Paul the Apostle, in pointing out that God preplanned to bring Christ into the world through Jacob rather than Esau, stated that the decision was made prior to the birth of the boys: “[F]or the children not yet being born, nor having done any good or evil” (Romans 9:11, emp. added).^[4]^

Counter arguments

Historically, some groups of Christians have believed that an infant is born with an immediate responsibility for sin. This view suggests that children inherit the guilt of the sins of those who have lived before them. Infant baptism has been the usual prescription for this innate sin.^[1]^ Classical Calvinistic teaching claims that all humans have inherited a corrupt spiritual nature due to the sin of Adam in the Garden of Eden. This doctrine generally is referred to as “total depravity.” Not all contemporary Calvinists agree with the following conclusions regarding infants and children:

Calvinism further maintains that, due to this inherited spiritual depravity, babies are born with a corrupt nature. Babies, therefore, are born depraved and, by definition, are in a “lost” state. The only way for babies to be saved is for them to be one of the elect—a predetermined few whom God arbitrarily decided to save while condemning all others. Hence, free will does not enter into the question of salvation. The Calvinist maintains that people cannot choose to receive salvation from God. They are in a lost condition due to their corrupt spiritual nature, and do not have the ability even to desire salvation, let alone to attain it.^[4]^

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Several biblical passages are often cited to refute the concept of an "age of accountability":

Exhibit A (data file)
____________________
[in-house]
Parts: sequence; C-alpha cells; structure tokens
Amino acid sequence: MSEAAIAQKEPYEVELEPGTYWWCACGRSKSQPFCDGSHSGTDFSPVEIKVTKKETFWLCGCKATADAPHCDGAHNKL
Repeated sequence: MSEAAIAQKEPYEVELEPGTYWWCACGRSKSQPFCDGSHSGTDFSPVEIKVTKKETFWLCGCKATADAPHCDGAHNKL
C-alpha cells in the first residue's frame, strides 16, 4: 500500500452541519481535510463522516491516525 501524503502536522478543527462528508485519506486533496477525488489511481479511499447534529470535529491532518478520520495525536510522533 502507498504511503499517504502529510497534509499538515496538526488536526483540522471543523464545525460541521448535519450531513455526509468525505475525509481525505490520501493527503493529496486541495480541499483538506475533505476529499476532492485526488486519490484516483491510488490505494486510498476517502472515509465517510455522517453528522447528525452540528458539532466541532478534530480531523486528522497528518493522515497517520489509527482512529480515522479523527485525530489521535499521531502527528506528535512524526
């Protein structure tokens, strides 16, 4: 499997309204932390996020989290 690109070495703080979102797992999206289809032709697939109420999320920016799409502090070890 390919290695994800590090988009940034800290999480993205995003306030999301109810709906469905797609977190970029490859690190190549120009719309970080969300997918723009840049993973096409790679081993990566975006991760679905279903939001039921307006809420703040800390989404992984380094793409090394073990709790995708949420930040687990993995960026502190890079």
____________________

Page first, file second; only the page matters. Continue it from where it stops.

• "Even a child is known by his actions, by whether his conduct is pure and right." (Prov. 20:11, NIV)
  • "For the unbelieving husband has been sanctified through his wife, and the unbelieving wife has been sanctified through her believing husband. Otherwise your children would be unclean, but as it is, they are holy." (1 Cor. 7:14, NIV)
  • "Even from birth the wicked go astray; from the womb they are wayward and speak lies." (Ps. 58:3, NIV)
  • "Behold, I was brought forth in iniquity, and in sin did my mother conceive me." (Ps. 51:5, ESV)

Effects of culture on morality

The Bible teaches clearly that persons are responsible for their own actions, not for those of their ancestors. Sin is a willful act of rebellion against God on the part of an individual (Romans 3:9-18).^[1]^ Current culture is characterized by a tendency to evade responsibility for one’s action. Lawbreakers blame parents, genes, and society for their actions. But the Bible teaches that every accountable human being will one day stand before God and give account for his or her own actions. “For we shall all stand before the judgment seat of Christ” and “each of us shall give account of himself to God” (Romans 14:10,12).^[4]^

Resources

  • Swindoll, Charles R. et al. Understanding Christian Theology. Nelson Reference & Electronic. 2003. ISBN 078525032-8

Endnotes

  1. ? ^1.0^ ^1.1^ ^1.2^ ^1.3^ ^1.4^ Timothy Boyd. "Accountability, Age of." Holman Bible Dictionary. Web:Holman Bible Dictionary 24 Nov 2009
  2. ? Tommie Spurgeon. "The Age of Accountability?" America and Israel in Bible Prophecy. Web:<http://www.americaisraelprophecy.com/theageofaccountability.html Age of Accountability> 24 Nov 2009
  3. ? John MacArthur. "Scriptural basis for the 'Age of Accountability'." Web:<http://www.biblebb.com/files/macqa/70-17-5.htm John MacArthur> 24 Nov 2009
  4. ? ^4.0^ ^4.1^ ^4.2^ ^4.3^ ^4.4^ ^4.5^ Dave Miller. "The Age of Accountability." Apologetics Press. Web: 24 Nov 2009